There has to be enough heat intake because during the process the heat will be used in other areas so the efficiency will be low; therefore, our conductor plates will have to be strong. To make sure that the control stays at normal temperature, the controller’s triggers would have spacing that would allow the generators to push the built-up air through an exhaust thus expelling the excess heat from the controller. This process is a continuous cycle which will precede recharging batteries over time.

The design by itself is going to cause the industry for these generators to sky rocket because all that is needed is one breakthrough for heat energy, and it will be the next air turbine which is now found in virtually anything. The controller is an inexpensive invention because these generators have already been produced at small levels; all that is needed is to implement them into a controller. The equations that go into this are the efficiency level which is limited by the Carnot Cycle, hot side minus cold side. With this all being said, the invention really is quiet simple; it possesses traits that exist today: Xbox controllers and thermoelectric generators.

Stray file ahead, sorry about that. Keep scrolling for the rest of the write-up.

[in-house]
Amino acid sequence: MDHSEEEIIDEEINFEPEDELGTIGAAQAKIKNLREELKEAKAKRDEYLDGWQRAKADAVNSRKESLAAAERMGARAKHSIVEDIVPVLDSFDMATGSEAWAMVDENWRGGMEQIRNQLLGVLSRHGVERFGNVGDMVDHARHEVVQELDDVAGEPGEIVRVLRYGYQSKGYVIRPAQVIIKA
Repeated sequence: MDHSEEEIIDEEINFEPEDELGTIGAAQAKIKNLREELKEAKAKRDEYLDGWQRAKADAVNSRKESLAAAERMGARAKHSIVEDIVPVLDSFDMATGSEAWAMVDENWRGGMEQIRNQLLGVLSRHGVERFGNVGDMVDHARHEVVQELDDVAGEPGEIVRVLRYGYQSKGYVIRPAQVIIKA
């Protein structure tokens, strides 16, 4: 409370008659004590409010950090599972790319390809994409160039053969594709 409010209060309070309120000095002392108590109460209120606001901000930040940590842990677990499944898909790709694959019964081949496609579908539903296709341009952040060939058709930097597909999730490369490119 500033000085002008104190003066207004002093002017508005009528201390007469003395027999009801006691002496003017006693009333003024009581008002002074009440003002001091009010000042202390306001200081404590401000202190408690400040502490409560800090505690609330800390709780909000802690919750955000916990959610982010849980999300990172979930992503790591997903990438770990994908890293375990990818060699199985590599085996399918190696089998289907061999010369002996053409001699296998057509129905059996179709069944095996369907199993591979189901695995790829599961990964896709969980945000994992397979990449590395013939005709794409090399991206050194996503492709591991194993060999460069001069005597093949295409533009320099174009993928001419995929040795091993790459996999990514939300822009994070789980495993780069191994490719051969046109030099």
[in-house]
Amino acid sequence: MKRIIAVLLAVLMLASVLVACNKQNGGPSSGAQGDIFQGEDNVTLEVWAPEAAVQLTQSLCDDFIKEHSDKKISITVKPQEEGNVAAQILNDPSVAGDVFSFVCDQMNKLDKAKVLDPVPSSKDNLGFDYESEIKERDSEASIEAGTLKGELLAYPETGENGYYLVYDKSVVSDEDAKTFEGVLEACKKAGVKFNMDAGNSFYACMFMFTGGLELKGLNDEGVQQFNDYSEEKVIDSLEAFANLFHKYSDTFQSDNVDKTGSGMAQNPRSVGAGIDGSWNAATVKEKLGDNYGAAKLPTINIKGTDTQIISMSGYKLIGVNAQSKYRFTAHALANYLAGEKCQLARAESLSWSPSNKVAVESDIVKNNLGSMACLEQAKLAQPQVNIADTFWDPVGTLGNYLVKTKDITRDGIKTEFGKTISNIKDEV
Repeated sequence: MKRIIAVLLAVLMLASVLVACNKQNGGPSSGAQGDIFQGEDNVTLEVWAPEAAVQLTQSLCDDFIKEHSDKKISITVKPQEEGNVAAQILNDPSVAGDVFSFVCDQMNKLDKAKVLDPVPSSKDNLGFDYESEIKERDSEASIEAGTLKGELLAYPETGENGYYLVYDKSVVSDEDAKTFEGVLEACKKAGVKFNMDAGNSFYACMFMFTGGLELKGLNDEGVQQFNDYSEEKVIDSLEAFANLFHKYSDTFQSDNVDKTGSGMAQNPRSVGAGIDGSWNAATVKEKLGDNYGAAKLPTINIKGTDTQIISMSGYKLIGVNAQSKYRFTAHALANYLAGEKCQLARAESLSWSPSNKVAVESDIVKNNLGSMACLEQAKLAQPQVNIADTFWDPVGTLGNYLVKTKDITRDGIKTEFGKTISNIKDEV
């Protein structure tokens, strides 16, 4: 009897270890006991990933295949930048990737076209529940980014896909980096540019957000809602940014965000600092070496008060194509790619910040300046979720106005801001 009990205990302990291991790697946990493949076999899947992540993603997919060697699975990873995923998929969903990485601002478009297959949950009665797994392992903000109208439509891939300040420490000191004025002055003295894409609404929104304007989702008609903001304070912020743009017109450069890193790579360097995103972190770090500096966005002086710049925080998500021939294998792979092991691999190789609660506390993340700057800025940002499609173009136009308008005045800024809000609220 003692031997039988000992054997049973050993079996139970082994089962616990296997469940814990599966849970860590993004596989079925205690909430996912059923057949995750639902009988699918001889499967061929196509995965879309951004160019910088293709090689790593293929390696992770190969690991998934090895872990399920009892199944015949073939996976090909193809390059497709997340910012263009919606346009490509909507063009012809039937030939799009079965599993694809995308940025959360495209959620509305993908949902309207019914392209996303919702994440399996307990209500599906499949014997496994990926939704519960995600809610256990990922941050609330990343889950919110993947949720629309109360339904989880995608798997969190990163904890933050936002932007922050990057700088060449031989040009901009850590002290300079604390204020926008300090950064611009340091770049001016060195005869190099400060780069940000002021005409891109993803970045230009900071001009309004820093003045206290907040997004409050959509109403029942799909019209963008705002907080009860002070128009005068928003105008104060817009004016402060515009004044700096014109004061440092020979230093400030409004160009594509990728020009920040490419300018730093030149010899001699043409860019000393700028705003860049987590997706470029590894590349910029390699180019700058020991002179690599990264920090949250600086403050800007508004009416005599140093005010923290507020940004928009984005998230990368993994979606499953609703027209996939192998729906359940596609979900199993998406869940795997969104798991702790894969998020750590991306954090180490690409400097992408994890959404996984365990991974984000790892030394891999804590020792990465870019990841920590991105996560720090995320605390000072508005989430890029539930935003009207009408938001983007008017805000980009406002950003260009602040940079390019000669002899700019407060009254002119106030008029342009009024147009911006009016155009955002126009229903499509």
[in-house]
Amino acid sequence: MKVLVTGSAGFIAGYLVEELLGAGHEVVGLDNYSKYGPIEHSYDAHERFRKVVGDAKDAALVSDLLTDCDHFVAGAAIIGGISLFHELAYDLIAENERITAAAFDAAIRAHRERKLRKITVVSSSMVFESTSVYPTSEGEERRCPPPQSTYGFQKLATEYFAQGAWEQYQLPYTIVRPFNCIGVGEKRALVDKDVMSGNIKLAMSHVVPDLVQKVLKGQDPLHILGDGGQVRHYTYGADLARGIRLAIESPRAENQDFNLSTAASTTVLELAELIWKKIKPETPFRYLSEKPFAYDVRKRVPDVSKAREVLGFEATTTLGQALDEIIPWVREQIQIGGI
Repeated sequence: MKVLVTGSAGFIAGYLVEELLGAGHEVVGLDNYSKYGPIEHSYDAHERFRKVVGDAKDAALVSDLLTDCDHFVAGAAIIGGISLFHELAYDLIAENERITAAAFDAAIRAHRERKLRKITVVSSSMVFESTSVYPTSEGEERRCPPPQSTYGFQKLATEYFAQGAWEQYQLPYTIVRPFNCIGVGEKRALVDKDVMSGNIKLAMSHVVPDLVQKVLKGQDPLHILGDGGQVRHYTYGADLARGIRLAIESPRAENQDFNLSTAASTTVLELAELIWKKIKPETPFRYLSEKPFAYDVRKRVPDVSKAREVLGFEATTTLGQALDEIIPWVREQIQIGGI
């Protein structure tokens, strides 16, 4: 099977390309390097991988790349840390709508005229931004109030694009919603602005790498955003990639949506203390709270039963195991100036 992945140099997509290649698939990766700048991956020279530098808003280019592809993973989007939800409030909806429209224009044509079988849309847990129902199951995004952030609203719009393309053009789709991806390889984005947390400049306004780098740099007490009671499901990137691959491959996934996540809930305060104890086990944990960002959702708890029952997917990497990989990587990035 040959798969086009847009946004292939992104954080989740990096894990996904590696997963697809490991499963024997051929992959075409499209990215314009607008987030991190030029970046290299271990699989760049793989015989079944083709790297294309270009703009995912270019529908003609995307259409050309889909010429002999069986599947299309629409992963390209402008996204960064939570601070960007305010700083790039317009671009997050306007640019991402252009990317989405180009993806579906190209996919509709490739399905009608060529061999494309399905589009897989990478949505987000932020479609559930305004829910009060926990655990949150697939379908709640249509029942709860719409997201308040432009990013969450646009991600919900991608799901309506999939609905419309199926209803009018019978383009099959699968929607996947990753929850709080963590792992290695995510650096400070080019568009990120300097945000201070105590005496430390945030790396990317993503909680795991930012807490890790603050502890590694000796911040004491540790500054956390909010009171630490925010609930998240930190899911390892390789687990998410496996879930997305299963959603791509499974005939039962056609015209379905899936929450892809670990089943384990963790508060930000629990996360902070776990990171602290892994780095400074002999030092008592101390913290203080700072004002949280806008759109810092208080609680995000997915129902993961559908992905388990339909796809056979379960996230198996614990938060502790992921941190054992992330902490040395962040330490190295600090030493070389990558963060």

Sources:

Autopsy. Digital image. HowStuffWorks. 2003. Web. 11 Jan. 2012.
Devaney, Eric. “Advantage & Disadvantages of a Thermoelectric Generator.” EHow. 27 Jan. 2011. Web. 10 Jan. 2012.

Hodes, Marc. A Load-Following Thermoelectric Generator. Tech. Tufts University. Web. 10 Jan. 2012.

“HowStuffWorks Autopsy:Inside an Xbox 360 Controller.” 2003. Web. 11 Jan. 2012.

Ismail, Basel. Thermoelectric Power Generation Using Waste-Heat Energy. Tech. 24 Nov. 2008. Web. 9 Jan. 2012.

Snyder, G. Thermoelectric Efficiency and Compatibility. Tech. no. 14. 2 Oct. 2003. Web. 2012.

Snyder, Jeffrey. Small Thermoelectric Generator. Tech. The Electrochemical Society Interface, Fall 2008. Web. 10 Jan. 2012.

Thomas, Rani. “Everything I Need To Know About Thermoelectric Generator.” EcoFriend. 18 June 2011. Web. 10 Jan. 2012.

Wustenhagen, Volker. “The Promises and Problems of Thermoelectric Generators.” Advanced Nanotechnology. Web. 2012.

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Using Backyard Astronomy to Verify Kepler’s Laws

by Patrick James and Nolan Williams